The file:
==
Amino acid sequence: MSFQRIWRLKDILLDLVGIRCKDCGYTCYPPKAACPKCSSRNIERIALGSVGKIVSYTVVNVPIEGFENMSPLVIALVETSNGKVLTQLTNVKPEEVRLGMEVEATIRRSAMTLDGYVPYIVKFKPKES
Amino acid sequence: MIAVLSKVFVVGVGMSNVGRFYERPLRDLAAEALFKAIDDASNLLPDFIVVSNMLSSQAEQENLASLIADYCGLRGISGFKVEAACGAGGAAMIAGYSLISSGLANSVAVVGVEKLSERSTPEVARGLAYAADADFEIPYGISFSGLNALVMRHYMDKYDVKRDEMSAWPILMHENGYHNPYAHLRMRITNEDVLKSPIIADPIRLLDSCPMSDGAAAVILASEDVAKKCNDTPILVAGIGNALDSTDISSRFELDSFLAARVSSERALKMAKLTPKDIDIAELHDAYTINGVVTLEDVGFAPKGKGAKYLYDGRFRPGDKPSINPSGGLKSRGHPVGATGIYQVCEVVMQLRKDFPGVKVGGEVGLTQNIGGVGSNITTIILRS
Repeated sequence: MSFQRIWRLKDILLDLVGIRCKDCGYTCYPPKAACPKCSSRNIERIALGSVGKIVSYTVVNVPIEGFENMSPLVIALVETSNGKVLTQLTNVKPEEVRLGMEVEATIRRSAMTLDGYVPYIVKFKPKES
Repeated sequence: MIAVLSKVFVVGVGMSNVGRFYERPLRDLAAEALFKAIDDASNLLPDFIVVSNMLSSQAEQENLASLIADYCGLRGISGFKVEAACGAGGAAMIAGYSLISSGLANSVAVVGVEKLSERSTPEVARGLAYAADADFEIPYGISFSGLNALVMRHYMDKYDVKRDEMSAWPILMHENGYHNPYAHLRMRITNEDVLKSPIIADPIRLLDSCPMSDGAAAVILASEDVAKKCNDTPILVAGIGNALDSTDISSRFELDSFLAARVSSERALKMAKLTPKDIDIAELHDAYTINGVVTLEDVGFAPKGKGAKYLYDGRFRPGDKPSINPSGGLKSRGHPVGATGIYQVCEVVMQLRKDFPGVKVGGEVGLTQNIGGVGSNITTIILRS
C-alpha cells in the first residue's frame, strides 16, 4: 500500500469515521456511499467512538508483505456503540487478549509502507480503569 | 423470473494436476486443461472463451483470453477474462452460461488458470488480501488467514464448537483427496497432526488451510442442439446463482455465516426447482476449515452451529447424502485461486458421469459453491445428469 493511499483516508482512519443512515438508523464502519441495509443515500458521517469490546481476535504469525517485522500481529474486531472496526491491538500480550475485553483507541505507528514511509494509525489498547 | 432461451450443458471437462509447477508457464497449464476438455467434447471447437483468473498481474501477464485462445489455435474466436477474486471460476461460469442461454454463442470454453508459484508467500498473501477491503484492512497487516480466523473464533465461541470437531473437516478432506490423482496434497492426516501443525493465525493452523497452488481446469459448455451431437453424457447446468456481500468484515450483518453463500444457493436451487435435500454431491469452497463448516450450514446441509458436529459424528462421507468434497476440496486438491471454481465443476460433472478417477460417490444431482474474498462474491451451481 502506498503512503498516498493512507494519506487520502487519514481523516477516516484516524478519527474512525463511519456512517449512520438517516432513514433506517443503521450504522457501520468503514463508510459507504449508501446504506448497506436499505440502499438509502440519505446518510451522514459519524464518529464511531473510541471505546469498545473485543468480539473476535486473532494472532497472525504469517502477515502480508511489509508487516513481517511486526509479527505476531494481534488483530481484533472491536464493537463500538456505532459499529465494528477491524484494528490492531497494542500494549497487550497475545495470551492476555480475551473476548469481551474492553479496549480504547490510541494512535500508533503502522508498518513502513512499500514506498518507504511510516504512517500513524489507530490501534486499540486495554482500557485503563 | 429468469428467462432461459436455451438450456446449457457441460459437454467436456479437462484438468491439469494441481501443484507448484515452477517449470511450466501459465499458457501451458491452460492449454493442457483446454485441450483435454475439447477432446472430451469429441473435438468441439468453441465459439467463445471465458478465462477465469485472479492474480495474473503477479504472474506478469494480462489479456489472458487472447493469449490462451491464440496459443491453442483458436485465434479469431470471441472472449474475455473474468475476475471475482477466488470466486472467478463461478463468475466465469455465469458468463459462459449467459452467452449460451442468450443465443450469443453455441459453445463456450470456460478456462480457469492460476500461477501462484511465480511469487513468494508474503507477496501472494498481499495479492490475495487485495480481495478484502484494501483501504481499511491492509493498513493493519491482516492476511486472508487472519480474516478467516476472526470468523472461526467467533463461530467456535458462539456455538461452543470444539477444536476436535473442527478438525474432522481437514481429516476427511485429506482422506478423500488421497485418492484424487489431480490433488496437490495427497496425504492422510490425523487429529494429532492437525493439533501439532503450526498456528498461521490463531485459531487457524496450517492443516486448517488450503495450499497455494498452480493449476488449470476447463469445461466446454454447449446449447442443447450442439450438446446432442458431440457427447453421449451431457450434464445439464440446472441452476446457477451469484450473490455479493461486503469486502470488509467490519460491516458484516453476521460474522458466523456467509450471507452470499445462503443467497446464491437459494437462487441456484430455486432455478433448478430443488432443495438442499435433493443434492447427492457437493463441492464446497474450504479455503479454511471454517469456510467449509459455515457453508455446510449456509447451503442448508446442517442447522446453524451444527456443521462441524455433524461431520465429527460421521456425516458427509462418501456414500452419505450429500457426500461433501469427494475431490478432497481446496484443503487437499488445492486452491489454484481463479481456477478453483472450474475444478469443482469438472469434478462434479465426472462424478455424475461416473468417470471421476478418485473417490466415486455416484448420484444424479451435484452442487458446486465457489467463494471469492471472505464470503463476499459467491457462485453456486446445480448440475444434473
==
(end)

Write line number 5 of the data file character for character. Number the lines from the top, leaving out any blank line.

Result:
C-alpha cells in the first residue's frame, strides 16, 4: 500500500469515521456511499467512538508483505456503540487478549509502507480503569 | 423470473494436476486443461472463451483470453477474462452460461488458470488480501488467514464448537483427496497432526488451510442442439446463482455465516426447482476449515452451529447424502485461486458421469459453491445428469 493511499483516508482512519443512515438508523464502519441495509443515500458521517469490546481476535504469525517485522500481529474486531472496526491491538500480550475485553483507541505507528514511509494509525489498547 | 432461451450443458471437462509447477508457464497449464476438455467434447471447437483468473498481474501477464485462445489455435474466436477474486471460476461460469442461454454463442470454453508459484508467500498473501477491503484492512497487516480466523473464533465461541470437531473437516478432506490423482496434497492426516501443525493465525493452523497452488481446469459448455451431437453424457447446468456481500468484515450483518453463500444457493436451487435435500454431491469452497463448516450450514446441509458436529459424528462421507468434497476440496486438491471454481465443476460433472478417477460417490444431482474474498462474491451451481 502506498503512503498516498493512507494519506487520502487519514481523516477516516484516524478519527474512525463511519456512517449512520438517516432513514433506517443503521450504522457501520468503514463508510459507504449508501446504506448497506436499505440502499438509502440519505446518510451522514459519524464518529464511531473510541471505546469498545473485543468480539473476535486473532494472532497472525504469517502477515502480508511489509508487516513481517511486526509479527505476531494481534488483530481484533472491536464493537463500538456505532459499529465494528477491524484494528490492531497494542500494549497487550497475545495470551492476555480475551473476548469481551474492553479496549480504547490510541494512535500508533503502522508498518513502513512499500514506498518507504511510516504512517500513524489507530490501534486499540486495554482500557485503563 | 429468469428467462432461459436455451438450456446449457457441460459437454467436456479437462484438468491439469494441481501443484507448484515452477517449470511450466501459465499458457501451458491452460492449454493442457483446454485441450483435454475439447477432446472430451469429441473435438468441439468453441465459439467463445471465458478465462477465469485472479492474480495474473503477479504472474506478469494480462489479456489472458487472447493469449490462451491464440496459443491453442483458436485465434479469431470471441472472449474475455473474468475476475471475482477466488470466486472467478463461478463468475466465469455465469458468463459462459449467459452467452449460451442468450443465443450469443453455441459453445463456450470456460478456462480457469492460476500461477501462484511465480511469487513468494508474503507477496501472494498481499495479492490475495487485495480481495478484502484494501483501504481499511491492509493498513493493519491482516492476511486472508487472519480474516478467516476472526470468523472461526467467533463461530467456535458462539456455538461452543470444539477444536476436535473442527478438525474432522481437514481429516476427511485429506482422506478423500488421497485418492484424487489431480490433488496437490495427497496425504492422510490425523487429529494429532492437525493439533501439532503450526498456528498461521490463531485459531487457524496450517492443516486448517488450503495450499497455494498452480493449476488449470476447463469445461466446454454447449446449447442443447450442439450438446446432442458431440457427447453421449451431457450434464445439464440446472441452476446457477451469484450473490455479493461486503469486502470488509467490519460491516458484516453476521460474522458466523456467509450471507452470499445462503443467497446464491437459494437462487441456484430455486432455478433448478430443488432443495438442499435433493443434492447427492457437493463441492464446497474450504479455503479454511471454517469456510467449509459455515457453508455446510449456509447451503442448508446442517442447522446453524451444527456443521462441524455433524461431520465429527460421521456425516458427509462418501456414500452419505450429500457426500461433501469427494475431490478432497481446496484443503487437499488445492486452491489454484481463479481456477478453483472450474475444478469443482469438472469434478462434479465426472462424478455424475461416473468417470471421476478418485473417490466415486455416484448420484444424479451435484452442487458446486465457489467463494471469492471472505464470503463476499459467491457462485453456486446445480448440475444434473